Pokemon To The Rescue

I have just finished reading an excellent article on the BBC News website about how the smart phone game Pokémon Go has helped people get outside and enjoy some fresh air.  The article looks at four case studies and shows how something as simple as a computer game can get people of all ages outside.

Back in December 2016 I wrote an article on the use of another hobby or interest to get you motivated to get outside.  Having re-read that article as well, I decided it was time for an update and a chance to see what else can be used to help get people outside.

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Matthew Gibson – Photo © BBC News

The case studies used by the BBC looked at people with different problems and issues and highlighted very well, how the power of the smart phone and gaming apps is a great tool to help motivate people into doing something they would normally not be interested in.  Take for example the case of Matthew Gibson, a young 26-year-old who has cerebral palsy and autism.

“didn’t want to go out much” before Pokémon Go launched…. “I was like, ‘mum it’s a bit windy,’… or, ‘mum it’s a bit rainy,’… I didn’t even want to go out in the sun because there was nothing to do,”

Since the release of the game Matthew has explored parts of his local neighbourhood he did not know existed.  He now visits parks and castle with his parents and, with the help of his support worker, has created an outdoor gamer club for the disabled in his area.

But it is not just the young that have benefitted from this game.  Retired couple Pauline and Robin Tarry in their mid-60’s are now out every day, clocking up 30 miles a week in pursuit of ‘prey’.

“We’ve been out at silly o’clock, we’ve been down the road at 1am to go in for a “Gym”, so we’ve had extra exercise,”….. “My blood sugars are almost at pre-diagnosis level,”

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Lesley Morgan and Grandson – photo © Lesley Morgan

Another 65 year old asthma sufferer, Lesley Morgan, struggled to play with her grandson because she was “full of aches and pains.”  This was until he persuaded her to come out with him chasing Pokémon’s.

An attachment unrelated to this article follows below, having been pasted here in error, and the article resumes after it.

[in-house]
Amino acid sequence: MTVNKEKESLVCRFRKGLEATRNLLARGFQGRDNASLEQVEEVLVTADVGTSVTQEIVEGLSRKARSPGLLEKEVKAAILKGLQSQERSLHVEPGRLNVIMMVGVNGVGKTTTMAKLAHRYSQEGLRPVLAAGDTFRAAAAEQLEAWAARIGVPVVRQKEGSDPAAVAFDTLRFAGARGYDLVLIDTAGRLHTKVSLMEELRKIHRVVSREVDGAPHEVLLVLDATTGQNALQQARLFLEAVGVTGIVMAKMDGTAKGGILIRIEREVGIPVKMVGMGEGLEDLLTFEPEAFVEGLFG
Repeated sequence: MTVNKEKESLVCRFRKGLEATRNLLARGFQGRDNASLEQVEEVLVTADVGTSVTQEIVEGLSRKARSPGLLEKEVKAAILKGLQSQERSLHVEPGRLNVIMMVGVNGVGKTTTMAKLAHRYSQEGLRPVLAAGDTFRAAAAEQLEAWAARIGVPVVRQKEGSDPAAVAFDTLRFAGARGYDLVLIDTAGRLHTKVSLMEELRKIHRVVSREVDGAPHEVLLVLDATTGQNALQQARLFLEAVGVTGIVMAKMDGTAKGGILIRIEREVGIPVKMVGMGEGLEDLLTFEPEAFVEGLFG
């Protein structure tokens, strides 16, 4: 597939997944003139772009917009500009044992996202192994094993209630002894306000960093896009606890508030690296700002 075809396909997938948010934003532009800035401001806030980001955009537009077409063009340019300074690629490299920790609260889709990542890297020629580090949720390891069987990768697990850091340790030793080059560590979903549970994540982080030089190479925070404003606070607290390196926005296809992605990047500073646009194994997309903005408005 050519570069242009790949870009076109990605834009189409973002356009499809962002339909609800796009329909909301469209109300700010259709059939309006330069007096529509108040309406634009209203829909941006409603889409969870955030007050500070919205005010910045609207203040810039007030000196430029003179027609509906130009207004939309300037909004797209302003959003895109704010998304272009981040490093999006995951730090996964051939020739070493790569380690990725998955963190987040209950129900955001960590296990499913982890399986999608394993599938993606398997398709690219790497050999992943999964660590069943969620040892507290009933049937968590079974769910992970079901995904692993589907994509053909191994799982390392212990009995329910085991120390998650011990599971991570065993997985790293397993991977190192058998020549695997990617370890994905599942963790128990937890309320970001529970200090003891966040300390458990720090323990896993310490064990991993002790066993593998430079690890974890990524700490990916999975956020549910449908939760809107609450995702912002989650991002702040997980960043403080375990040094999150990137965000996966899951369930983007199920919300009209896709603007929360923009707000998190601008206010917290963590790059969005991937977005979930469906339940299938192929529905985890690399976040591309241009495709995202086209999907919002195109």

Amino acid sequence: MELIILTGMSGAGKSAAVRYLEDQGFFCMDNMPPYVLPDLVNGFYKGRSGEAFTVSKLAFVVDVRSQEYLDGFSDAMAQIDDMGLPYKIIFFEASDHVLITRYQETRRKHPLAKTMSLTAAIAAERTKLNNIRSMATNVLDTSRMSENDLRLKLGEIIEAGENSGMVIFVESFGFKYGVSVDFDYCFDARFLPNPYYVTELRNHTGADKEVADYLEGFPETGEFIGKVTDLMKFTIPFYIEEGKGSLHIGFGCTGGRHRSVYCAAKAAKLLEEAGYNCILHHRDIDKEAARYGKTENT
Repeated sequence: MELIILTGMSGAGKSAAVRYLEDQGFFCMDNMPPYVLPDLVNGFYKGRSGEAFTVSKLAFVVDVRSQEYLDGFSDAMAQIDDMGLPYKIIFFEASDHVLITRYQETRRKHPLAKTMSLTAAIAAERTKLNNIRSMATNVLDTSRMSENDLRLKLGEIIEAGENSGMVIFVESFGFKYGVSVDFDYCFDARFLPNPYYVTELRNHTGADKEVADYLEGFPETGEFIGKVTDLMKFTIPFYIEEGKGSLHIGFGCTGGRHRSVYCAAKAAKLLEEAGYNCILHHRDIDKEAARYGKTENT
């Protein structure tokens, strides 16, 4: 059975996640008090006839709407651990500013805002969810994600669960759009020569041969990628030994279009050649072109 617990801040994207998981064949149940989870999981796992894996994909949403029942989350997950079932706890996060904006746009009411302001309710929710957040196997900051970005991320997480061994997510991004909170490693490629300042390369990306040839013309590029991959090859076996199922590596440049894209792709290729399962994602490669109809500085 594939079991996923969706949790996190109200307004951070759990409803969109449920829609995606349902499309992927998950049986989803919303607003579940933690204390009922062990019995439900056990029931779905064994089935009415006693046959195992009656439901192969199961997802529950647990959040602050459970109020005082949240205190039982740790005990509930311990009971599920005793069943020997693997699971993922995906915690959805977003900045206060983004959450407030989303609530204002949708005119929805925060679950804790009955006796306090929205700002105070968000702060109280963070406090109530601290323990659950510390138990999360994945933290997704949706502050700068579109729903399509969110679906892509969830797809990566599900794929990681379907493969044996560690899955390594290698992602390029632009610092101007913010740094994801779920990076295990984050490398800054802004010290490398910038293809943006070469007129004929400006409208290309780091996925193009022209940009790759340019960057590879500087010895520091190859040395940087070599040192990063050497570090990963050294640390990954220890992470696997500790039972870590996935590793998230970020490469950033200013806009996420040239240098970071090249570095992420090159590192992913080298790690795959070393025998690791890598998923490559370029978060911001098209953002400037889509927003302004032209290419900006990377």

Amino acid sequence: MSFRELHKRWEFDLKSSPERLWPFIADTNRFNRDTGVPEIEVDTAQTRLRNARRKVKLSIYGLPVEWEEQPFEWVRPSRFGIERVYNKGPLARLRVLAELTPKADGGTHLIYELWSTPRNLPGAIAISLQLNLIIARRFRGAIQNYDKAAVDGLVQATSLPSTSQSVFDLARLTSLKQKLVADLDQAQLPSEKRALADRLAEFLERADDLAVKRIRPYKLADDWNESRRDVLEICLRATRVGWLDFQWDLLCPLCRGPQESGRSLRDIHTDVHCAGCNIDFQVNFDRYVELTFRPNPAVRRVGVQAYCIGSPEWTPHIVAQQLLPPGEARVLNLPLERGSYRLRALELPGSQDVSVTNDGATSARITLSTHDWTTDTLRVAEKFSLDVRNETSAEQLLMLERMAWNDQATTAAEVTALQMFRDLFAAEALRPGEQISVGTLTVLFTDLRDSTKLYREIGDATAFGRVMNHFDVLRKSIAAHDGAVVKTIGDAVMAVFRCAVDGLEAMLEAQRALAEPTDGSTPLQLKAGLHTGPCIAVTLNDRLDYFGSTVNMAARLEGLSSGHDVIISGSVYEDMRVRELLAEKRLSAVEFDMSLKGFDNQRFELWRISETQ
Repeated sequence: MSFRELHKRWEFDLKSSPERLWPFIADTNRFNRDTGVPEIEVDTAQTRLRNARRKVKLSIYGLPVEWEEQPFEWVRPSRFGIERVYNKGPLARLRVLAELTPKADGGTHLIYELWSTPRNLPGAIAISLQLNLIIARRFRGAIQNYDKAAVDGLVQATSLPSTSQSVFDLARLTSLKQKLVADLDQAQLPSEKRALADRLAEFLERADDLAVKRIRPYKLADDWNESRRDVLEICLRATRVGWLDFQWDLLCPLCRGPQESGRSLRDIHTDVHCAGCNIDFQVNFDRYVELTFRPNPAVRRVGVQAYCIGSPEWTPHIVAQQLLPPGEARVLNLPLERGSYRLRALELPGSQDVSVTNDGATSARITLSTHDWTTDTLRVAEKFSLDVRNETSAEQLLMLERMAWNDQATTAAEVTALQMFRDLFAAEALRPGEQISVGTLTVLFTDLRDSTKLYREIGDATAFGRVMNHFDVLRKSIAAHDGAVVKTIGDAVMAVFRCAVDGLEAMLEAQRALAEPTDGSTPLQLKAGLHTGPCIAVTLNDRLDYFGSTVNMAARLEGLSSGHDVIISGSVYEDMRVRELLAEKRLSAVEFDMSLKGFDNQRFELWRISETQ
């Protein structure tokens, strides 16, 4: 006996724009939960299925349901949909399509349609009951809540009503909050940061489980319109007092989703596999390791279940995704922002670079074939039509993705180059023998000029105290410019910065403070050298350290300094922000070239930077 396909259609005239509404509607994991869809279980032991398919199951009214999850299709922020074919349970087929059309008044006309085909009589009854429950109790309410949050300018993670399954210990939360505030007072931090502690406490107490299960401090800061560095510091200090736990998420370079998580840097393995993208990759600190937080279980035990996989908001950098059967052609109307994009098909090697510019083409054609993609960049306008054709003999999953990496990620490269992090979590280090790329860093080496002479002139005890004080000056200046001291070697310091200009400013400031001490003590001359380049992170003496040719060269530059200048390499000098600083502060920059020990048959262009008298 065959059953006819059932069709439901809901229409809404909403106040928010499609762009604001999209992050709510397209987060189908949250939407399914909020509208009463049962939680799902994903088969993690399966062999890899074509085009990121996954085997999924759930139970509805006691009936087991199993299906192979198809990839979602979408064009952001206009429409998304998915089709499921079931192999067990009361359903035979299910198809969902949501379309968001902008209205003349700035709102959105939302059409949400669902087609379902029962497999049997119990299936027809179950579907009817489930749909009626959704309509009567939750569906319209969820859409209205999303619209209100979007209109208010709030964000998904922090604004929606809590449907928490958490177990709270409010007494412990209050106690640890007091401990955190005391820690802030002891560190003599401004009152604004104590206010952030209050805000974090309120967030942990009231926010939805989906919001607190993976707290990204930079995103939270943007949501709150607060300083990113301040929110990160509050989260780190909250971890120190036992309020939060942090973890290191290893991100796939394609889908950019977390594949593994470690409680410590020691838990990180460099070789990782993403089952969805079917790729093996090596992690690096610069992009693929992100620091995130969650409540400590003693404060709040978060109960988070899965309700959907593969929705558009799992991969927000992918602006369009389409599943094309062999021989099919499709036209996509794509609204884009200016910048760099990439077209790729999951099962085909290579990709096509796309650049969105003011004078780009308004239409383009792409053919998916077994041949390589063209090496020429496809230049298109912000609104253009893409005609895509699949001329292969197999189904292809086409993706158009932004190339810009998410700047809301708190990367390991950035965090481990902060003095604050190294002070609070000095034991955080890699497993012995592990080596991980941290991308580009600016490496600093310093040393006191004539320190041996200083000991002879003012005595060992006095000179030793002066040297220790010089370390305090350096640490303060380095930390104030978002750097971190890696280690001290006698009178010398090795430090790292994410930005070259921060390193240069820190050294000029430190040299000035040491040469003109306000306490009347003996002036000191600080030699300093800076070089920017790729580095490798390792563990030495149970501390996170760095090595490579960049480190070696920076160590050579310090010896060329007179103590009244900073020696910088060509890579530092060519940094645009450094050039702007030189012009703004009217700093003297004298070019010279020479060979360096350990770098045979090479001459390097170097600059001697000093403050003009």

“[At first] I couldn’t catch a thing,”…. “Now it’s me saying to him ‘come on let’s go and do this’.”

Getting outside with her grandson encouraged her to start walking to work and is now doing more than 30 miles a week and has reduced her reliance on her inhaler.

“My asthma nurse is so pleased I’ve got lungs again. I can run for the bus and not feel like I’m going to die. I’ve also gone down about two dress sizes.”

Now you do not have to go rushing to your smart phones to download this particular app.  As discussed in my previous blog, there are many other smart phone activities that can be used to encourage or motivate people to get outside.

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As a society, we are becoming very smart phone dependant and reliant, so rather that constantly knocking their use, lets try looking at ways to assimilate their use into getting outside.  Here we have discussed Pokémon Go and there is an app my grandson introduced me to Harry Potter’s Wizards Unite.

All these apps, plus many more require the use of a smart phone in the outdoor environment.  Therefore, they are the perfect tool for getting the reluctant outside.  But is does not have to be a gaming app, there are many interest based apps which will have the same effect.

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Popular apps include Geocaching, TrigpointingUK, iRecord Butterflies, Big Butterfly Count and many many more.  I am sure that there will be an app out there somewhere that will cover a subject that you are interested in.  Download one and use it to get yourself or someone you know outdoors.

The article on the BBC News Website just goes to prove that even the activities that many of us would disapprove of, do have a great benefit to all ages.

Warning – if using a smart device outdoors, please remain aware of your environment at all times.  Do not play these apps near roads or up mountains – it can hurt!

1 January 2020
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